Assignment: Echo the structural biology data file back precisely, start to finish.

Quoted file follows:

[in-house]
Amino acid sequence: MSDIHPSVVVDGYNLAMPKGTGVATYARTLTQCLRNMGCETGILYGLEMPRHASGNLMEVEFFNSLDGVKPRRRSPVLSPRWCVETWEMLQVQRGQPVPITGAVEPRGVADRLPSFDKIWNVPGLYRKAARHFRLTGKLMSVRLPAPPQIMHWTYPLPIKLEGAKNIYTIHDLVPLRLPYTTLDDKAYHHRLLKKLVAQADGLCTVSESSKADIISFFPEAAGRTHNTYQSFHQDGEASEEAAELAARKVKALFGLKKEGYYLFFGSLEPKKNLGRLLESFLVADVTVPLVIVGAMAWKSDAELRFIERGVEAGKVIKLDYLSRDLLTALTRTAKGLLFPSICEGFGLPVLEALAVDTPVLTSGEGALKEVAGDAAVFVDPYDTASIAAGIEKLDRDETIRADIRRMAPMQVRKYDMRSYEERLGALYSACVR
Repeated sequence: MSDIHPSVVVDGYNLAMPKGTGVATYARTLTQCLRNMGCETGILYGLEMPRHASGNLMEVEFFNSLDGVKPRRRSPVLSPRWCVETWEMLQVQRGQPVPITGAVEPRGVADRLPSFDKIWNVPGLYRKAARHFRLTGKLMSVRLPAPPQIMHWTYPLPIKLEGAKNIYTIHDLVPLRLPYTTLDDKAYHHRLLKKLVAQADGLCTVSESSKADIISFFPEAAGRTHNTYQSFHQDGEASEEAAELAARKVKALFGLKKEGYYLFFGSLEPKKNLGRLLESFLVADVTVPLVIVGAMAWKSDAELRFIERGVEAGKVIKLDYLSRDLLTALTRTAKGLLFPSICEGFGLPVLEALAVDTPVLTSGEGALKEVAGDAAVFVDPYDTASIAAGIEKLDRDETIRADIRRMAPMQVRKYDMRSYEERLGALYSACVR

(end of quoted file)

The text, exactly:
[in-house]
Amino acid sequence: MSDIHPSVVVDGYNLAMPKGTGVATYARTLTQCLRNMGCETGILYGLEMPRHASGNLMEVEFFNSLDGVKPRRRSPVLSPRWCVETWEMLQVQRGQPVPITGAVEPRGVADRLPSFDKIWNVPGLYRKAARHFRLTGKLMSVRLPAPPQIMHWTYPLPIKLEGAKNIYTIHDLVPLRLPYTTLDDKAYHHRLLKKLVAQADGLCTVSESSKADIISFFPEAAGRTHNTYQSFHQDGEASEEAAELAARKVKALFGLKKEGYYLFFGSLEPKKNLGRLLESFLVADVTVPLVIVGAMAWKSDAELRFIERGVEAGKVIKLDYLSRDLLTALTRTAKGLLFPSICEGFGLPVLEALAVDTPVLTSGEGALKEVAGDAAVFVDPYDTASIAAGIEKLDRDETIRADIRRMAPMQVRKYDMRSYEERLGALYSACVR
Repeated sequence: MSDIHPSVVVDGYNLAMPKGTGVATYARTLTQCLRNMGCETGILYGLEMPRHASGNLMEVEFFNSLDGVKPRRRSPVLSPRWCVETWEMLQVQRGQPVPITGAVEPRGVADRLPSFDKIWNVPGLYRKAARHFRLTGKLMSVRLPAPPQIMHWTYPLPIKLEGAKNIYTIHDLVPLRLPYTTLDDKAYHHRLLKKLVAQADGLCTVSESSKADIISFFPEAAGRTHNTYQSFHQDGEASEEAAELAARKVKALFGLKKEGYYLFFGSLEPKKNLGRLLESFLVADVTVPLVIVGAMAWKSDAELRFIERGVEAGKVIKLDYLSRDLLTALTRTAKGLLFPSICEGFGLPVLEALAVDTPVLTSGEGALKEVAGDAAVFVDPYDTASIAAGIEKLDRDETIRADIRRMAPMQVRKYDMRSYEERLGALYSACVR